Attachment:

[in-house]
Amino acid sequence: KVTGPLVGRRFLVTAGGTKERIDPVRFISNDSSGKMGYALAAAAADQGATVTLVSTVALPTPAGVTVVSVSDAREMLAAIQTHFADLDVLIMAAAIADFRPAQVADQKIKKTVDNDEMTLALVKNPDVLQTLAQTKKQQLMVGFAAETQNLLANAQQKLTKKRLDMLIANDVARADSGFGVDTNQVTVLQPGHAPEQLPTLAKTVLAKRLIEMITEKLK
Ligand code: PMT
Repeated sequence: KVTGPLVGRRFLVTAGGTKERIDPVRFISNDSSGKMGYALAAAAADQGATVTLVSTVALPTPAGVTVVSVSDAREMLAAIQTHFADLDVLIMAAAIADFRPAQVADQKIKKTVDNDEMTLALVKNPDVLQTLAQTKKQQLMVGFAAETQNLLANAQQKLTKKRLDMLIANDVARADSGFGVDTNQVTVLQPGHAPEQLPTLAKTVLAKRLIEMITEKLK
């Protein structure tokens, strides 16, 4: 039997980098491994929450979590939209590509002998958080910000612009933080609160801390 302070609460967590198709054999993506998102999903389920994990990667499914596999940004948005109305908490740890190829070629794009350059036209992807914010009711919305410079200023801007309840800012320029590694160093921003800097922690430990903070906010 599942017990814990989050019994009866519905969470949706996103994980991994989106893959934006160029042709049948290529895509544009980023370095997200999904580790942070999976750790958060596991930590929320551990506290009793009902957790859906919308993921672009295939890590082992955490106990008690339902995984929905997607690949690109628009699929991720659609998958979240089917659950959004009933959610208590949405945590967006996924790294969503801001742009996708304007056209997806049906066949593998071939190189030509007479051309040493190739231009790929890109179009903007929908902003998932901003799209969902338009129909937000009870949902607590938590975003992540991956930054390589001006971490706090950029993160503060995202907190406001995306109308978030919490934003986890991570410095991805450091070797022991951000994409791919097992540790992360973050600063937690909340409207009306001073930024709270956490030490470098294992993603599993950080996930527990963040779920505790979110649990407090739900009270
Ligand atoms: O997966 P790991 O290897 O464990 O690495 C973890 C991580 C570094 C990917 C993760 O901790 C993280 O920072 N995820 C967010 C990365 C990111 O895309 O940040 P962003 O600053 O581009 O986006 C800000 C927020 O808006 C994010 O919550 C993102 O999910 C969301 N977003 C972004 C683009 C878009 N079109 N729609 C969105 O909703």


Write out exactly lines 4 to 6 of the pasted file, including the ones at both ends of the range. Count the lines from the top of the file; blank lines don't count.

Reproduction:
Repeated sequence: KVTGPLVGRRFLVTAGGTKERIDPVRFISNDSSGKMGYALAAAAADQGATVTLVSTVALPTPAGVTVVSVSDAREMLAAIQTHFADLDVLIMAAAIADFRPAQVADQKIKKTVDNDEMTLALVKNPDVLQTLAQTKKQQLMVGFAAETQNLLANAQQKLTKKRLDMLIANDVARADSGFGVDTNQVTVLQPGHAPEQLPTLAKTVLAKRLIEMITEKLK
């Protein structure tokens, strides 16, 4: 039997980098491994929450979590939209590509002998958080910000612009933080609160801390 302070609460967590198709054999993506998102999903389920994990990667499914596999940004948005109305908490740890190829070629794009350059036209992807914010009711919305410079200023801007309840800012320029590694160093921003800097922690430990903070906010 599942017990814990989050019994009866519905969470949706996103994980991994989106893959934006160029042709049948290529895509544009980023370095997200999904580790942070999976750790958060596991930590929320551990506290009793009902957790859906919308993921672009295939890590082992955490106990008690339902995984929905997607690949690109628009699929991720659609998958979240089917659950959004009933959610208590949405945590967006996924790294969503801001742009996708304007056209997806049906066949593998071939190189030509007479051309040493190739231009790929890109179009903007929908902003998932901003799209969902338009129909937000009870949902607590938590975003992540991956930054390589001006971490706090950029993160503060995202907190406001995306109308978030919490934003986890991570410095991805450091070797022991951000994409791919097992540790992360973050600063937690909340409207009306001073930024709270956490030490470098294992993603599993950080996930527990963040779920505790979110649990407090739900009270
Ligand atoms: O997966 P790991 O290897 O464990 O690495 C973890 C991580 C570094 C990917 C993760 O901790 C993280 O920072 N995820 C967010 C990365 C990111 O895309 O940040 P962003 O600053 O581009 O986006 C800000 C927020 O808006 C994010 O919550 C993102 O999910 C969301 N977003 C972004 C683009 C878009 N079109 N729609 C969105 O909703």